IT life would be so much simpler if always deploying to greenfield environments but, alas, you’ll probably have an existing third-party security solution in place that you need to migrate to Microsoft Defender for Endpoint. How does that factor into things?
Let’s again think about the two areas of concern on the client: the engine, and the EDR.
It’s the engine you probably already have covered by a third party such as Sophos, McAfee or Symantec – the usual suspects. The good news is you can still onboard the EDR element with that running. This means you have a third-party engine running alongside Microsoft Defender for Endpoint for EDR. On supported platforms, you can even enable a feature called EDR in block mode which can provide post-incident remediation if the third party didn’t. So take that as step one in the actual deployment: onboard devices into EDR.
What about the process of actually getting rid of the old software? You don’t want to keep paying for that third-party antimalware engine when you’re now licensed for the Microsoft equivalent. Additionally, you want to minimize any duration of transition or period without an active antimalware engine. As you’ll expect from the earlier discussion on OS differences, our options here will differ by OS too.
After onboarding, Windows 10, Server SAC 1803, and 2019 support the ability for Microsoft Defender Antivirus (remember – that’s the engine) to enter automatic passive mode (2016 can do it, but not automatically). This happens when a third-party engine is detected and sees Defender Antivirus hand over remediation capabilities to that third party. Then, as soon as your old solution is uninstalled, it enters active mode, which does what it says on the tin. The great thing about this capability is you don’t need to juggle or manage the switch over. You simply plan your uninstallation of the old system, and Defender Antivirus takes over.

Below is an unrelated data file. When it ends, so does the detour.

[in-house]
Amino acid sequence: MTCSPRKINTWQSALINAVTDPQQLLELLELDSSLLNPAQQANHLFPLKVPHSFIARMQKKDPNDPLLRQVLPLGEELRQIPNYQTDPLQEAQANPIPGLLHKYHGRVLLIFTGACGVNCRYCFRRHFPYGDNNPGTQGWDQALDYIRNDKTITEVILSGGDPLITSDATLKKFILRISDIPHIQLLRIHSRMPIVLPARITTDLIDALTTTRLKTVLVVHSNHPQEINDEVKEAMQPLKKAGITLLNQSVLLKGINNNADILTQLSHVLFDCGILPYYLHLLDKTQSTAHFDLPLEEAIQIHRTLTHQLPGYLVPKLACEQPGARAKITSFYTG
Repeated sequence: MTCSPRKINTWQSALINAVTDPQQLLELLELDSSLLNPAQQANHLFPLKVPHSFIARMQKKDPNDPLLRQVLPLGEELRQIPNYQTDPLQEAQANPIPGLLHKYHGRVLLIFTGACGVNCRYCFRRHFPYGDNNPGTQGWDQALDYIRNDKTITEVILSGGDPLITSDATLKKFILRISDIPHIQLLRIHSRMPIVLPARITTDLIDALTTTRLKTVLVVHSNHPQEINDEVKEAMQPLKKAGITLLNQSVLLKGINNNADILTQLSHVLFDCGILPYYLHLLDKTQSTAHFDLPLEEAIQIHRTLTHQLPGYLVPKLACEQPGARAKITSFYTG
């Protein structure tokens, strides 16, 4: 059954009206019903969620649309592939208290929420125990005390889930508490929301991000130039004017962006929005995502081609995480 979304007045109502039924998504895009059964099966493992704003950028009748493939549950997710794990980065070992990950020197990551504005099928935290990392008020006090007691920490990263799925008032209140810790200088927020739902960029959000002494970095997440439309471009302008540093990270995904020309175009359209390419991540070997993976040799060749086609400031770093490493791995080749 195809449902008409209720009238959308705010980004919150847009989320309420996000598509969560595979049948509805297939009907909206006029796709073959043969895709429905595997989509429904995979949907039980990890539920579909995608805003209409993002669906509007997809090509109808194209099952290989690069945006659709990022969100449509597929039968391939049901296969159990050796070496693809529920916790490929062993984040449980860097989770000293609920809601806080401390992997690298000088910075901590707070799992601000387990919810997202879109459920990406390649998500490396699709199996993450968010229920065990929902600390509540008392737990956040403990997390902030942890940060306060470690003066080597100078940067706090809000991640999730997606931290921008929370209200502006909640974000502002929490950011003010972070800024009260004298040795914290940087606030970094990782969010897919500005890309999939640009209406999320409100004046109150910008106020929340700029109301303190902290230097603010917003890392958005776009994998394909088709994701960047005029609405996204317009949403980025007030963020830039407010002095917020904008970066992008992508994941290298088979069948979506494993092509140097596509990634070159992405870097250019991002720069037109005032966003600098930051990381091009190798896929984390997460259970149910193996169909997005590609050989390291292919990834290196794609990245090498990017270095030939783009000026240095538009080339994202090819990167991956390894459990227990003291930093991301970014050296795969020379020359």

Other platforms don’t support this as they don’t have Defender Antivirus built-in. On those, I like using custom scripts that will, in one swoop, uninstall the existing solution and install the appropriate engine, such as SCEP, or the Defender for Endpoint app on macOS and Linux.
A common configuration made prior to deployments is to make exclusions in your existing system and include them in Defender for Endpoint. While this isn’t the worst thing you could do, the recommendation is to see how things go with your pilot in the first instance. Exclusions pose an attack surface, which we want to minimize; so start from scratch if possible. It’s also common to exclude Defender for Endpoint processes and services from your existing solution, which is particularly common if operating in EDR in block mode.
That’s a lot to take in!
As you’ll have discerned from the all above, this is a big project, with a lot of intricacies as soon as you start working with different platforms. However, now you’ll understand what you can get out of Defender for Endpoint, and the approach to getting it, based on your own individual circumstances. By this point, your devices are onboarded into the service, and the antimalware engine is no longer a third party.
Getting devices into the service is just the beginning. There are endpoint security settings to be configured, and important service-side settings and features you need to know about and manage. In the next article in this Defender for Endpoint series, we’ll get into those so you can harden, protect, and monitor your environment effectively.